A Sudbury woman is fuming over the closure of a well-used public footpath that will be out of use for more than six months.
Mary Roberts from Newton Croft said she does not understand why it will take months to carry out the repairs on the footpath – which runs from Newton Road to Cornard Road - also known as Footpath 11.
The path, which runs alongside Sainsbury’s supermarket, was closed in May over safety fears.
It will stay closed while it is examined by Suffolk County Council engineers after concerns about the stability of the ground.
The path connects Newton Road and Cornard Road, and Mrs Roberts said it now takes her half an hour to walk to Sainsbury’s, where it used to take five minutes using the footpath.
She said: “The residents of Newton Croft and surrounding area are disgusted at the decision to keep this very important footpath closed.
“It is a very essential link for all of us and is denying a lot of people their pleasure and convenience.”
She said she read a public notice last week which confirmed it would be closed until February 9 next year or later, but she would like to the council to rethink “this unacceptable decision”.
She added: “We are apparently waiting a report on safety from Patrick Scrivens from Suffolk County Council about using the footpath.
“This should have happened by now, but we now read that it is intended to keep the footpath closed until February.
“I would like to know why it will take such a long time.
“Meanwhile, we all take our life in our hands down Ingrams Well Road, which we are told is an alternative route. Cars are double-parked, and there is no pavement.”
Mrs Roberts also questioned the use of taxpayers’ money on building two metal fences, one at either end of the pathway.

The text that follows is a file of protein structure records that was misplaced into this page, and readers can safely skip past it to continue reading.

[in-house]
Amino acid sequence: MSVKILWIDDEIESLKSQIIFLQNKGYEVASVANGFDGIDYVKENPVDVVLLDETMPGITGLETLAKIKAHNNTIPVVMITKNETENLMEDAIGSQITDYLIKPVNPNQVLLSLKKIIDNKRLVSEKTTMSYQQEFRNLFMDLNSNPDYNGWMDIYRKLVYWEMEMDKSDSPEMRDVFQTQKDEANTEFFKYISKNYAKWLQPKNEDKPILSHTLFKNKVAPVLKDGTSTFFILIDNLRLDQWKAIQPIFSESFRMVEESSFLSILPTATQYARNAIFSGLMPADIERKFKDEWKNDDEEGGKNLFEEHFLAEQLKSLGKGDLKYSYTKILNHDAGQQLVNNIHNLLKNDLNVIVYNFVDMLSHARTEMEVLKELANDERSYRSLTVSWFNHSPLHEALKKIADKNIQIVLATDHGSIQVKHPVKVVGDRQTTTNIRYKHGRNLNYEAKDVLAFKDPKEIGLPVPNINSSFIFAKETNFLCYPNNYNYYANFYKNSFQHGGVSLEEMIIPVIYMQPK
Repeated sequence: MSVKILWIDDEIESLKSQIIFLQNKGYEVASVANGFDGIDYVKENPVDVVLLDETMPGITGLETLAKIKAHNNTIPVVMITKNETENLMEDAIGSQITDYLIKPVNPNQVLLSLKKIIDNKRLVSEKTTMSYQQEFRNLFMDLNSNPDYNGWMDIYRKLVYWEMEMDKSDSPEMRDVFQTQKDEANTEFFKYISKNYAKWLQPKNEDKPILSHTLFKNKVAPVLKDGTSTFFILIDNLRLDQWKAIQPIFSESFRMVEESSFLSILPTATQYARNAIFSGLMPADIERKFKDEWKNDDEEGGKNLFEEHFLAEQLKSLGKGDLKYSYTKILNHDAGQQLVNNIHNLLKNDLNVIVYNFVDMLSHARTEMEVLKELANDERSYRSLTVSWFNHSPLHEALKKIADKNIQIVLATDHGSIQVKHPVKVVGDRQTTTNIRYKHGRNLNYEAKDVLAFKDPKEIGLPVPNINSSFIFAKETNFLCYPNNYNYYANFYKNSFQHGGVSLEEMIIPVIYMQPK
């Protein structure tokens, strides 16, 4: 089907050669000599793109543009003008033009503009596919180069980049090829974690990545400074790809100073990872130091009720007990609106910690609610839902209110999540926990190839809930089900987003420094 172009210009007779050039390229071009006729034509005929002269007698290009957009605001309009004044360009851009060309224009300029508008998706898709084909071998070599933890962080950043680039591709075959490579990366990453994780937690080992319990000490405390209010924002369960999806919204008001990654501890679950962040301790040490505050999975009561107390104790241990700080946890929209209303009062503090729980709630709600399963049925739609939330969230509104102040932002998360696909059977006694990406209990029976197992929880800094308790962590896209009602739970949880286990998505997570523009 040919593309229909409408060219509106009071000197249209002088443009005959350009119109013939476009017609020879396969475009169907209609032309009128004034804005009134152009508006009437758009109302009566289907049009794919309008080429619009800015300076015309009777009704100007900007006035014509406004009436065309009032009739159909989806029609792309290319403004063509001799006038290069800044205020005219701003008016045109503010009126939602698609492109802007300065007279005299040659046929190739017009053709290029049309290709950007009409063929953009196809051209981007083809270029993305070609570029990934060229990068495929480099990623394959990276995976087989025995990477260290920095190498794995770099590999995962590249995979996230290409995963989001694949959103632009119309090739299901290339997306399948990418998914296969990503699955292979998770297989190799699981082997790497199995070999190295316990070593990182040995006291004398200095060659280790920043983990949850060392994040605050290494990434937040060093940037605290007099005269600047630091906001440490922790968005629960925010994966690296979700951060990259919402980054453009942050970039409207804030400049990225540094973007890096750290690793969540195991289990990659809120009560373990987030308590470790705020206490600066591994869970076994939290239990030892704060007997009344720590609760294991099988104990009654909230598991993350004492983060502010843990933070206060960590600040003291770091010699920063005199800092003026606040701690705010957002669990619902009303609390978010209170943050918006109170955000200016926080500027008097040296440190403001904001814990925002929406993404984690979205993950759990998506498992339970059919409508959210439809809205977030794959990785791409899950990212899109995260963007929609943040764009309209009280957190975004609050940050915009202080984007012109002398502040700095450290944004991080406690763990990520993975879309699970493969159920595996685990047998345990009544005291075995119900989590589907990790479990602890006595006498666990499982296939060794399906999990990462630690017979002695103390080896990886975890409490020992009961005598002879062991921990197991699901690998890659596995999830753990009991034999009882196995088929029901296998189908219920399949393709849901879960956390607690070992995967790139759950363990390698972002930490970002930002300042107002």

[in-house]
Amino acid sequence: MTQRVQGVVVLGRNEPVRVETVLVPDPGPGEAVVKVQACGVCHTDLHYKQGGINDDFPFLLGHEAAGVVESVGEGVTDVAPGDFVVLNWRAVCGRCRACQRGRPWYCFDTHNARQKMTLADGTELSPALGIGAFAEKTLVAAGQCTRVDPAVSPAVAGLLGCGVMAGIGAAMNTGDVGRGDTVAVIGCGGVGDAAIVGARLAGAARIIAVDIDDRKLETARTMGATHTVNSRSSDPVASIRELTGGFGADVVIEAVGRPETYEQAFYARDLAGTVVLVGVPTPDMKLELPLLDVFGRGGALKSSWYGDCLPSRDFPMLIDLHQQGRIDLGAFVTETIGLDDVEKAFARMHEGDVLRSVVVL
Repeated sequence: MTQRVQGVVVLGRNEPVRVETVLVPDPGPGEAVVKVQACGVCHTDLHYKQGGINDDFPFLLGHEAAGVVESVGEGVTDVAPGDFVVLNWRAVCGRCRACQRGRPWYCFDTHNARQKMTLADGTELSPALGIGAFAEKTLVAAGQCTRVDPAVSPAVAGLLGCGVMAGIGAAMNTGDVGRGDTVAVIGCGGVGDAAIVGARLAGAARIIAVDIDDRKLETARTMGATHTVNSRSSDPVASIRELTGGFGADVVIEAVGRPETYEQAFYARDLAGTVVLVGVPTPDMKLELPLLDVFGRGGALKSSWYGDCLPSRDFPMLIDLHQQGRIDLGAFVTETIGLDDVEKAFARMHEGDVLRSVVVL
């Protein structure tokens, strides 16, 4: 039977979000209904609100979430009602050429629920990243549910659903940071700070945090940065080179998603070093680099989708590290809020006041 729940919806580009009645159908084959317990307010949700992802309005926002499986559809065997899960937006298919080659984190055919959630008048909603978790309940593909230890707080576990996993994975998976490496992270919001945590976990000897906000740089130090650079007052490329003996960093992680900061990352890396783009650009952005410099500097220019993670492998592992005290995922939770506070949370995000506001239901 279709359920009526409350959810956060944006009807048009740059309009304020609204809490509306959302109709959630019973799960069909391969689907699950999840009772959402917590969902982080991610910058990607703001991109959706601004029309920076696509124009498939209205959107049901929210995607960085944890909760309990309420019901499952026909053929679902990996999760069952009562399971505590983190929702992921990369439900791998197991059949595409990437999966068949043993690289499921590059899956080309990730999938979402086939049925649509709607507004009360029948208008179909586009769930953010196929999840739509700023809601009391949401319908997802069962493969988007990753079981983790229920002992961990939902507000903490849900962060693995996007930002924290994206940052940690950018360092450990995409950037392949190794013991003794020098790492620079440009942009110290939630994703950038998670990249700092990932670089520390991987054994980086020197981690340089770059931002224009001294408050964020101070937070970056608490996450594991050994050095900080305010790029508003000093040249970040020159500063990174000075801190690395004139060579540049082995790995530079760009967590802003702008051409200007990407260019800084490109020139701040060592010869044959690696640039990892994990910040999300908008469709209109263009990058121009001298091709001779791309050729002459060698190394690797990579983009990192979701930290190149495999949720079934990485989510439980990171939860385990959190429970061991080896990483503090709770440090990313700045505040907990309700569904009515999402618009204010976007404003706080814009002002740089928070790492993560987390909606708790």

“These must have cost thousands of pounds which could have been spent on repairing the footpath.”
County councillor John Sayers said he was looking into the closure of the footpath and was raising the issue with his county council colleagues.
“I know the residents there are very unhappy about it and have got up a petition,” he said.
A spokesman for Suffolk County Council said concerns were raised about the stability of the ground while recent improvement works were being carried out on the path and the council was waiting for an investigation to the completed.
He said: “It was only when we were recently carrying out remedial works on the path that it became apparent that an area of settlement was far worse than originally thought and there was ‘slumping’ in a couple of areas on the eastern slope.”
He said the reason for the path having to be closed off until next year was because it required complex investigation.
He said: “These complex investigations involve Geotechnical surveys – the data drawn from these surveys will then be evaluated and assessed.
“This is obviously something which is being contracted to experts in that field, as we don’t have geotechnical expertise within the council.
“It also involves a number of interested parties, so the process of determining the future of the footpath will take time.”